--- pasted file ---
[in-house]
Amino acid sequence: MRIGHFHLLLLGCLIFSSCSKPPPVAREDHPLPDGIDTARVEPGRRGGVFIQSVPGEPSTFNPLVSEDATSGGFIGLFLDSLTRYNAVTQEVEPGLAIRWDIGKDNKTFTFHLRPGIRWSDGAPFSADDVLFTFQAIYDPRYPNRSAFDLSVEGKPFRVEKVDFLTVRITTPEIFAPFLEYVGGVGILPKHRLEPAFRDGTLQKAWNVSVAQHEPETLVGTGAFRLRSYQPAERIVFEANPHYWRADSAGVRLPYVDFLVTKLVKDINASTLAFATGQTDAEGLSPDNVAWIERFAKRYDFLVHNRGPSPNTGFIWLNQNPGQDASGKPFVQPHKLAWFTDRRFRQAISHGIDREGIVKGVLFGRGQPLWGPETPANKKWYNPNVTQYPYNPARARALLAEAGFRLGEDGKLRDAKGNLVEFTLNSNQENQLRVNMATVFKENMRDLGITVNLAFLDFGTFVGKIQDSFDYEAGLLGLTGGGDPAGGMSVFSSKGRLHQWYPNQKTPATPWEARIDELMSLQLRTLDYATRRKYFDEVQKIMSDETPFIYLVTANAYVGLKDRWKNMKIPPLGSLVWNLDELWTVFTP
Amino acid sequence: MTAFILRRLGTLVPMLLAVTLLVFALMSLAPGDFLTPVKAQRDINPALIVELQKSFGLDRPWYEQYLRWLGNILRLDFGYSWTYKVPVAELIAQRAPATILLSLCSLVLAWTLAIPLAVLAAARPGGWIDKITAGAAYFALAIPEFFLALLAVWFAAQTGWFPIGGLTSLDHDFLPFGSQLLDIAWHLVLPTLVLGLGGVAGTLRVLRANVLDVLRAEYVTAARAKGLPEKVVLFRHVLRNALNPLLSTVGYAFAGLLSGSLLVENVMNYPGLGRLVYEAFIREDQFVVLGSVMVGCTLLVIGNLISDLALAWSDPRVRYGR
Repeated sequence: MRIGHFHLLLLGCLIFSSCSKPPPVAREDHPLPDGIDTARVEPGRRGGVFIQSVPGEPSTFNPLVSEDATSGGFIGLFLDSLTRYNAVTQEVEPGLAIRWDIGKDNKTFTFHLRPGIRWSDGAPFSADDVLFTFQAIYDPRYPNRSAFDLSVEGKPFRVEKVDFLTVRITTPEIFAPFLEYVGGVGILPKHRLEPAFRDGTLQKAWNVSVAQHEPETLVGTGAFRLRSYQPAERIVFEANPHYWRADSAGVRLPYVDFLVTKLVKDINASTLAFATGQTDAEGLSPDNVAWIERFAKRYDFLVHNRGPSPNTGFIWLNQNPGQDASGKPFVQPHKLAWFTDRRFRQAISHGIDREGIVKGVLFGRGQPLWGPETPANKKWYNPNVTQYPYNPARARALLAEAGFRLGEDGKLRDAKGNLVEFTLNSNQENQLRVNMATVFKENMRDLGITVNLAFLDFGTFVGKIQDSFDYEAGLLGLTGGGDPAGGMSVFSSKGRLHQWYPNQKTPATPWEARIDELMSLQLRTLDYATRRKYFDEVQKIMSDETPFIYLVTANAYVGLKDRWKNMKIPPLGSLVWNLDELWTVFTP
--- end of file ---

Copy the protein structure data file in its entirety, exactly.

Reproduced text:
[in-house]
Amino acid sequence: MRIGHFHLLLLGCLIFSSCSKPPPVAREDHPLPDGIDTARVEPGRRGGVFIQSVPGEPSTFNPLVSEDATSGGFIGLFLDSLTRYNAVTQEVEPGLAIRWDIGKDNKTFTFHLRPGIRWSDGAPFSADDVLFTFQAIYDPRYPNRSAFDLSVEGKPFRVEKVDFLTVRITTPEIFAPFLEYVGGVGILPKHRLEPAFRDGTLQKAWNVSVAQHEPETLVGTGAFRLRSYQPAERIVFEANPHYWRADSAGVRLPYVDFLVTKLVKDINASTLAFATGQTDAEGLSPDNVAWIERFAKRYDFLVHNRGPSPNTGFIWLNQNPGQDASGKPFVQPHKLAWFTDRRFRQAISHGIDREGIVKGVLFGRGQPLWGPETPANKKWYNPNVTQYPYNPARARALLAEAGFRLGEDGKLRDAKGNLVEFTLNSNQENQLRVNMATVFKENMRDLGITVNLAFLDFGTFVGKIQDSFDYEAGLLGLTGGGDPAGGMSVFSSKGRLHQWYPNQKTPATPWEARIDELMSLQLRTLDYATRRKYFDEVQKIMSDETPFIYLVTANAYVGLKDRWKNMKIPPLGSLVWNLDELWTVFTP
Amino acid sequence: MTAFILRRLGTLVPMLLAVTLLVFALMSLAPGDFLTPVKAQRDINPALIVELQKSFGLDRPWYEQYLRWLGNILRLDFGYSWTYKVPVAELIAQRAPATILLSLCSLVLAWTLAIPLAVLAAARPGGWIDKITAGAAYFALAIPEFFLALLAVWFAAQTGWFPIGGLTSLDHDFLPFGSQLLDIAWHLVLPTLVLGLGGVAGTLRVLRANVLDVLRAEYVTAARAKGLPEKVVLFRHVLRNALNPLLSTVGYAFAGLLSGSLLVENVMNYPGLGRLVYEAFIREDQFVVLGSVMVGCTLLVIGNLISDLALAWSDPRVRYGR
Repeated sequence: MRIGHFHLLLLGCLIFSSCSKPPPVAREDHPLPDGIDTARVEPGRRGGVFIQSVPGEPSTFNPLVSEDATSGGFIGLFLDSLTRYNAVTQEVEPGLAIRWDIGKDNKTFTFHLRPGIRWSDGAPFSADDVLFTFQAIYDPRYPNRSAFDLSVEGKPFRVEKVDFLTVRITTPEIFAPFLEYVGGVGILPKHRLEPAFRDGTLQKAWNVSVAQHEPETLVGTGAFRLRSYQPAERIVFEANPHYWRADSAGVRLPYVDFLVTKLVKDINASTLAFATGQTDAEGLSPDNVAWIERFAKRYDFLVHNRGPSPNTGFIWLNQNPGQDASGKPFVQPHKLAWFTDRRFRQAISHGIDREGIVKGVLFGRGQPLWGPETPANKKWYNPNVTQYPYNPARARALLAEAGFRLGEDGKLRDAKGNLVEFTLNSNQENQLRVNMATVFKENMRDLGITVNLAFLDFGTFVGKIQDSFDYEAGLLGLTGGGDPAGGMSVFSSKGRLHQWYPNQKTPATPWEARIDELMSLQLRTLDYATRRKYFDEVQKIMSDETPFIYLVTANAYVGLKDRWKNMKIPPLGSLVWNLDELWTVFTP